EghtesadOnline: The government intends to earn 8,087 billion rials ($596.82 million) from tax on cigarette imports next year (March 2020-21).
A total of 20,014 billion rials ($152.77 million) are also projected to be generated from tax on cigarette consumption, as per the next year’s budget bill.
President Hassan Rouhani submitted the government’s budget bill to the parliament on Sunday.
The government's operating budget for the upcoming fiscal year indicates an 8% expansion compared with the corresponding figure of the current year’s budget, according to Financial Tribune.
Yet, it's noteworthy to consider the inflation in Iran. The Statistical Center of Iran's latest report shows the average goods and services CPI in the 12-month period ending Nov. 21 increased by 41.1% compared with last year’s corresponding period.
Having said that, the next year's budget will be contractionary.
In view of budget constraints emerging from the imposition of unilateral US sanctions, the government has sought to reduce its spending while increasing its sources of income.
Taxation is considered one of the main sources of revenues for the Iranian government next year.
Tax earnings have been estimated to reach 1,982 trillion rials ($14.62 billion).
Cigarette Smuggling Halved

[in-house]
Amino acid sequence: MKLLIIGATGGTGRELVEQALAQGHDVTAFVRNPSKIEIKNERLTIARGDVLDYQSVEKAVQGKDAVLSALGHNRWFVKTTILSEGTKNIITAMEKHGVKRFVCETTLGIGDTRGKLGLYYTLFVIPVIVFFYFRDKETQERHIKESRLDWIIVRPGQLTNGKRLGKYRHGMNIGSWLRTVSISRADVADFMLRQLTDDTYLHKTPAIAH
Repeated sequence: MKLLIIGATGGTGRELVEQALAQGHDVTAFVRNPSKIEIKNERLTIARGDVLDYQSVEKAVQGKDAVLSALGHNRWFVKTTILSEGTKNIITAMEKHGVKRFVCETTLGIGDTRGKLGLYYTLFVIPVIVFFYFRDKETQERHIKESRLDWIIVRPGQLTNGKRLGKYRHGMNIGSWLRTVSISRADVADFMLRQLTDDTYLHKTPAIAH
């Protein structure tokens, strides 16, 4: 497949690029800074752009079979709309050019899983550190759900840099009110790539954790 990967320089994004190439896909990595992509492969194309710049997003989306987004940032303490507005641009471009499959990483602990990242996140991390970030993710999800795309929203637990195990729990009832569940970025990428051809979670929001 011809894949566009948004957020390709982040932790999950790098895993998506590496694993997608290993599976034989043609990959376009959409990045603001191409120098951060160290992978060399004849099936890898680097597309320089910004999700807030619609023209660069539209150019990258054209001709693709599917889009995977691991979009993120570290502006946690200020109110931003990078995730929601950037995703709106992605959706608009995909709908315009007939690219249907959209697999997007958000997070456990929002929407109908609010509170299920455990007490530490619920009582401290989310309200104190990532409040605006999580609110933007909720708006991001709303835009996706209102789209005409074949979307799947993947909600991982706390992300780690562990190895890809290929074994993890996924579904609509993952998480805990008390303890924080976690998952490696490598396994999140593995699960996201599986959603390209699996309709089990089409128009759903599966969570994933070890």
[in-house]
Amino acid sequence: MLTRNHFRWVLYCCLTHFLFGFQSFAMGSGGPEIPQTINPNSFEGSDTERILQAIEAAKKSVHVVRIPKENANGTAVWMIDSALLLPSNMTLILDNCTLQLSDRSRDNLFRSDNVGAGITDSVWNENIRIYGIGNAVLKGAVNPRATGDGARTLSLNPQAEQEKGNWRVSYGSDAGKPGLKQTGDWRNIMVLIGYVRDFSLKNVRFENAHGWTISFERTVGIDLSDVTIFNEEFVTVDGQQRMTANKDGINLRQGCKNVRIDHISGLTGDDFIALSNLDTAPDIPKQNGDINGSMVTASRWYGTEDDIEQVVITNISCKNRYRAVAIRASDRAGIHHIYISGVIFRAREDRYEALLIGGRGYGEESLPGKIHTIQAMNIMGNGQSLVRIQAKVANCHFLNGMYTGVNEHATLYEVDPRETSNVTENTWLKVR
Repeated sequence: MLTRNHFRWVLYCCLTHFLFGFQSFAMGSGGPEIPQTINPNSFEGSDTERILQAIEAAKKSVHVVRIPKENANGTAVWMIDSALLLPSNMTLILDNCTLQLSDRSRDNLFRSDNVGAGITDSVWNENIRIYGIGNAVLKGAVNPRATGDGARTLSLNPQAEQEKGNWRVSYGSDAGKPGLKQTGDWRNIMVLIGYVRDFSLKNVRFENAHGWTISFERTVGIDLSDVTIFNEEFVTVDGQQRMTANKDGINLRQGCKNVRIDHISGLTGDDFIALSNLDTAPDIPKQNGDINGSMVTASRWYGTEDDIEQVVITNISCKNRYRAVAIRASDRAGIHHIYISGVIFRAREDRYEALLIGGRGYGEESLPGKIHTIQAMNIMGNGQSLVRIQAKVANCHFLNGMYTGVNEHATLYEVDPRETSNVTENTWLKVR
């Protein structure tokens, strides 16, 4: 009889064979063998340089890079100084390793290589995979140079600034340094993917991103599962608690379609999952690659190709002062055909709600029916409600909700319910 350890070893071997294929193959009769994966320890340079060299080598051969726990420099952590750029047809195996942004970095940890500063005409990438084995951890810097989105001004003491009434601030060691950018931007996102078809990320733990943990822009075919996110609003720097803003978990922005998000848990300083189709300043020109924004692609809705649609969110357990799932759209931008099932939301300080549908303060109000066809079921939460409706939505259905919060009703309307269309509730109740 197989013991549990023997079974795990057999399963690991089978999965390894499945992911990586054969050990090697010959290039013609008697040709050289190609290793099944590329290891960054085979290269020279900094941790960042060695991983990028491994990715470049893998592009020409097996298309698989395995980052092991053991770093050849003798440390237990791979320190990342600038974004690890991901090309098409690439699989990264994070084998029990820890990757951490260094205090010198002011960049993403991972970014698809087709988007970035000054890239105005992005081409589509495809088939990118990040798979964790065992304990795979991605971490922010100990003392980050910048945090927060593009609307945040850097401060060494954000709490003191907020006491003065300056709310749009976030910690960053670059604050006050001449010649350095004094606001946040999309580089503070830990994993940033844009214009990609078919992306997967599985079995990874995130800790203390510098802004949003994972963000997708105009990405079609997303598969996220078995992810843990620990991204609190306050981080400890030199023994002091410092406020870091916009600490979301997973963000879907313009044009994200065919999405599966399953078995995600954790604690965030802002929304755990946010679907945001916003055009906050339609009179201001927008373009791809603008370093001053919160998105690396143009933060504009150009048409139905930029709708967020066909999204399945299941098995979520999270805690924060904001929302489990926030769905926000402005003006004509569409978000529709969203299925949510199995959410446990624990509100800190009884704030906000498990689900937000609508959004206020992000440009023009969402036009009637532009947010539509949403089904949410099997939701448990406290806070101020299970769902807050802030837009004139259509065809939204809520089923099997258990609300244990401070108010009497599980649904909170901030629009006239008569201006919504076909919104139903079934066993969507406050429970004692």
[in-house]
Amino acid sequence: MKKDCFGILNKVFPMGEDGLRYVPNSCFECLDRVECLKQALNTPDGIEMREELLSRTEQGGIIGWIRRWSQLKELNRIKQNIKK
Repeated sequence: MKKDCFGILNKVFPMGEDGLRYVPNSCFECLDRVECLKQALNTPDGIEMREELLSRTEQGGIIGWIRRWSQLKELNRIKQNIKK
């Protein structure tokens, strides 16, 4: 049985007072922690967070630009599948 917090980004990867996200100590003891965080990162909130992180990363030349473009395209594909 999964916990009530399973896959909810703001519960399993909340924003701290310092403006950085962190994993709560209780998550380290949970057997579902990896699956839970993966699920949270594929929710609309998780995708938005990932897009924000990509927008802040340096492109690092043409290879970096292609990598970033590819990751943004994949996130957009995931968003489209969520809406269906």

The Ministry of Industries, Mining and Trade estimates that 6.9 billion cigarettes were smuggled into Iran during the first half of the current Iranian year (March 21-Sept. 22), indicating a 53.2% decline compared with the estimated figure for last year’s similar period.
A total of 26.44 billion cigarettes were produced in Iran during the six-month period, registering a 34.6% growth compared with the corresponding period of last year, ISNA reported, citing the Ministry of Industries, Mining and Trade.
H1 cigarette exports saw a 76% decrease to stand at 36 million.
This is while tobacco increased more than ninefold to reach 931 tons during the period under review.
Iranians buy 100 trillion rials ($738 million) worth of cigarettes annually and spend 350 trillion rials ($2.58 billion) on treatment of smoking-related diseases, according to Associate Dean of Tehran Medical University Abdolrahman Rostamian.
Smoking is to blame for 90% of cancers, including lung cancer, as well as 25% of deaths due to coronary heart diseases.
“Although Iran has been a member of the World Health Organization Framework Convention on Tobacco Control for 12 years now, it fails to implement some of its articles, including the ban on selling tobacco products to persons under the age of 18,” Rostamian said.
“Over the past 10 years, tobacco consumption has increased from 2,000 tons to 15,000 tons per year. The government and parliament need to take effective measures on raising tax on harmful products, such as cigarettes.”
However, Director of Iran National Tax Administration Omid Ali Parsa says INTA has no intention to increase cigarette taxes.
Tax on domestically produced cigarettes in Iran stands at 20%. For foreign brands, the rate is at 30%.
A growing number of countries, including the Philippines, Brazil, Turkey and Uruguay, are showing the way. The Philippines, for example, raised taxes on all types of cigarettes more than fourfold in 2012. As a result, prices of the cheapest brands, accounting for about two-thirds of all cigarettes, rose by more than 50%.